3 Tips to Lower Your Student Loan Debt This Year

This article is part of the January 2022 digital cover of Money, which features 22 ways to make 2022 the best money year of your life. Browse all 22 items here.

Do you have a death wish for your student debt in 2022?

The repayment of debts – student loans or other – is a long-runner on the New Year’s resolution lists. But as with many resolutions, it’s easy to lose motivation over the course of the year, especially if you don’t have a clear plan of attack.

These steps, boosted by the current federal loan freeze through May 1st, will help you create that plan.

How To Pay Off Student Loan Debts Faster This Year.

Take advantage of the last few days of your 0% interest rate

Federal student loan payments were set to resume in February after a nearly two-year freeze. But before the holidays, the borrowers got some welcome news: The payment break and the interest waiver will take three months longer. This means that any amount you pay before May will reduce your debt further than later in the year when it is eaten up by interest.

“A 0% chance of interest is rare,” says Dan Rooker, a financial planner and certified student loan specialist.

How much you can reduce your aggregate debt, of course, depends on how much you owe and what your interest rate will be after the pandemic-era relief ends in May. (All loans reset to the same interest rate that you had before the pandemic.)

But let’s say, as an example, you owe $ 40,000 at 6% interest and you are well on your way to paying that off in 5 years. If you make a one-time payment of $ 4,000 and then make the same monthly payments of $ 773 after the grace period expires, you will settle your debt 6 months faster. Maybe more motivating? You save $ 1,300 in interest.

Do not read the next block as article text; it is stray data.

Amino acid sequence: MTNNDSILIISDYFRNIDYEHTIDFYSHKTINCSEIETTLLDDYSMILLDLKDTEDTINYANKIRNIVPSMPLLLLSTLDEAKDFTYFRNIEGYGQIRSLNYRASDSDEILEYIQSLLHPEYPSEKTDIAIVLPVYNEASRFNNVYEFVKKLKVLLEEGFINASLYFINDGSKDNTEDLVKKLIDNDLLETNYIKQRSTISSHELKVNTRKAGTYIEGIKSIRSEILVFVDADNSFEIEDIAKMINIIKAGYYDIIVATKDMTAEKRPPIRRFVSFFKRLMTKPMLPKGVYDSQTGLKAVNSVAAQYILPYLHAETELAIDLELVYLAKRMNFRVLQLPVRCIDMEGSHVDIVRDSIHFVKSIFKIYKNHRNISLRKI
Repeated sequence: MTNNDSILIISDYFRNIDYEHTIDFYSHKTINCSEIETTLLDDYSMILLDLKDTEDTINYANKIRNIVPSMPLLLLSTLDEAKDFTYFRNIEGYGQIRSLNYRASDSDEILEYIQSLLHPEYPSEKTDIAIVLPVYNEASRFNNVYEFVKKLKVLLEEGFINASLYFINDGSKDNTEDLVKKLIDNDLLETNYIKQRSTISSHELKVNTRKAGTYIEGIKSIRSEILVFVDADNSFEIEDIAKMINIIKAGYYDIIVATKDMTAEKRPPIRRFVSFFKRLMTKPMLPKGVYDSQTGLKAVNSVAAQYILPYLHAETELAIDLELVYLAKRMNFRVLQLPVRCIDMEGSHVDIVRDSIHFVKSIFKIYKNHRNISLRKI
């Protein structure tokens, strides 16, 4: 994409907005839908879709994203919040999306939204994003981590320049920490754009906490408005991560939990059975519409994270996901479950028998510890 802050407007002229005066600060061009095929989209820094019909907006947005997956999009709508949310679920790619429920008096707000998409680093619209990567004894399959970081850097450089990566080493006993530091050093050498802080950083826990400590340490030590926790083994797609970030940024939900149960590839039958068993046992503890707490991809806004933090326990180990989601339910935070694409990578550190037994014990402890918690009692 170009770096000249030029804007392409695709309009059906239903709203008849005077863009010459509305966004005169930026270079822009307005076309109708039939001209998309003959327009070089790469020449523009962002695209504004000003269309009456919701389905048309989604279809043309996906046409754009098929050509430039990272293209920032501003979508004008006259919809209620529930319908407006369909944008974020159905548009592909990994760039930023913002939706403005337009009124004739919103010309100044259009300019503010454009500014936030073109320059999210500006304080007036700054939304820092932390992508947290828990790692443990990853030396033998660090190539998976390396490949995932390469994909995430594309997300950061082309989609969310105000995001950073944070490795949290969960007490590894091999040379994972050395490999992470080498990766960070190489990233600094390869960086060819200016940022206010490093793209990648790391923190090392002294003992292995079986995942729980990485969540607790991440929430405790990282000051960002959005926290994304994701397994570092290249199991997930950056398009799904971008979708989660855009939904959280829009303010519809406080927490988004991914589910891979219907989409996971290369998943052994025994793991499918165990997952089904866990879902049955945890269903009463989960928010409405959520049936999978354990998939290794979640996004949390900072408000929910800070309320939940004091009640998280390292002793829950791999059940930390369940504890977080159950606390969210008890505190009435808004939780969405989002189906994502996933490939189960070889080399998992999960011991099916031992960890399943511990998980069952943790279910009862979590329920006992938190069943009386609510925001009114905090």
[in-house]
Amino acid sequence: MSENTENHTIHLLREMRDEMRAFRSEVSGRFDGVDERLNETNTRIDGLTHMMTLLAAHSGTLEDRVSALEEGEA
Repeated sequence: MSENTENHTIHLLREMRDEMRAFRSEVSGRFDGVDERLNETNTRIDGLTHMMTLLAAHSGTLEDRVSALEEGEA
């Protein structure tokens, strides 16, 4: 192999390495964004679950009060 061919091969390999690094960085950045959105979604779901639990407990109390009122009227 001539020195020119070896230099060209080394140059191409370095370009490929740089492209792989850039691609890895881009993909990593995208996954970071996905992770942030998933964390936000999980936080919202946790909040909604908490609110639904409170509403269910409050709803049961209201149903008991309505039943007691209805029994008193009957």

“From May on, you’ll be swimming against the tide again,” says Rooker.

Make multiple payments a month

Do you know the saying that one is happier? Channel it when it comes to the frequency of student loan payments – the more you do, the easier it is to dump your balance (and, you know, the happier you’ll be when you finally hit that long-awaited payout date). .

If you even pay an additional $ 50 per month on our hypothetical $ 40,000 debt, you can pay it off four months early. The easiest way to do this is to schedule your payments to coincide with the days you will be paid so that you can draw money on your debt before you are tempted to spend elsewhere. Rooker recommends automating this through your checking account or your payroll provider.

“You only have to decide once and then let the technology do the work for you,” he says.

Quick tip: be sure to let your loan service provider know that you want your additional payments to go towards the main balance rather than an upfront payment for the next month.